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House Numbers

We see the beauty in the design of everyday things.

The modern house number is not simply a marker to identify a location and orient visitors. When well-designed, a house or door number can complement an architectural design, complete the details of the facade, or simply give a personal touch to the public face of your dwelling. We designed our authentic house number collections carefully considering size, color, trim and typeface.  Each collection contains our recommended sizes and shapes for house numbers; all color combinations are high contrast.


Styled after the traditional European blue and white porcelain enamel signs, Metropolitan is our classic collection.


Framed with decorative double trim, our black and white Highlander house numbers mix high gloss with elegant lines.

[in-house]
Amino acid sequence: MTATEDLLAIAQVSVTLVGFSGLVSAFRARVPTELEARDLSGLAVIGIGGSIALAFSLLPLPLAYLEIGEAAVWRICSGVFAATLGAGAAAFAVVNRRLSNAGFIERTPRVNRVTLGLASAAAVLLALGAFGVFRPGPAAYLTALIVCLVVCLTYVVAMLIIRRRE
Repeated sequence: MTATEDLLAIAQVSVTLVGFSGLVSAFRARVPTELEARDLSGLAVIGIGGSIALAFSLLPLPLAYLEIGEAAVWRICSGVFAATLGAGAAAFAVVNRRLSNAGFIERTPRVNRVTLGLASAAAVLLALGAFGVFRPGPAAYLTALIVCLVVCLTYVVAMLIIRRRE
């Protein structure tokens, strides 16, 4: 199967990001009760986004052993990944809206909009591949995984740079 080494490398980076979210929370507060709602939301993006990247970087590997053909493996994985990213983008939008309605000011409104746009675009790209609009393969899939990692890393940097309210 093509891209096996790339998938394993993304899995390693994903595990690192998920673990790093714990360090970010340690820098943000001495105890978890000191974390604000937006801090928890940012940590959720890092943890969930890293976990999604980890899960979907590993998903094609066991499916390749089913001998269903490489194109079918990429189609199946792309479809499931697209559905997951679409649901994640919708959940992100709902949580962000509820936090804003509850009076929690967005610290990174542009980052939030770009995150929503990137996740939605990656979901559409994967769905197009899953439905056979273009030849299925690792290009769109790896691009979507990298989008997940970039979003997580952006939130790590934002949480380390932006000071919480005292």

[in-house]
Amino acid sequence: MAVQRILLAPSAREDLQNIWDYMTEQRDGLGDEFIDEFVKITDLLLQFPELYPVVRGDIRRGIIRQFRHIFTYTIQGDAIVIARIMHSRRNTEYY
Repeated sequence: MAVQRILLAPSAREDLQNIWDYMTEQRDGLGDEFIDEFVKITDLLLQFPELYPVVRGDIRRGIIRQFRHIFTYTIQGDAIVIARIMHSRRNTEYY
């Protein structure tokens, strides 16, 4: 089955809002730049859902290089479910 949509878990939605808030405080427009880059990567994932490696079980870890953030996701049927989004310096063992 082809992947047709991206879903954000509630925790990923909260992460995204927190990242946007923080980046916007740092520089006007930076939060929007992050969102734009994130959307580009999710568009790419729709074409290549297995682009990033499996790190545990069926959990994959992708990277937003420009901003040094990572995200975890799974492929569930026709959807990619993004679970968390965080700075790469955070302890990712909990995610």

Named after the Danish architect and designer Knud V. Engelhardt, our black and white Engelhardt house numbers use the original chunky typeface he designed in 1927.


Inspired by the North Jutland region in Denmark, our rust-red and white Lighthouse house numbers add a subdued, yet colorful accent.


We designed our forest green and white Arrowhead house numbers to complement rustic architecture.

Did you know?

As modern-day house numbering systems began to emerge in the nineteenth-century Europe, enameled porcelain signs became ubiquitous throughout northern Europe. By the 1850s, porcelain house numbers and street signs were produced in large quantities, albeit by hand. Traditionally fabricated with a rich blue background and white numbers, this color combination became characteristic of the era. Sometimes referred to as “French house numbers”, these blue handcrafted weatherproof house numbers became less available by the end of the Second World War, when other forms of sign production replaced older techniques.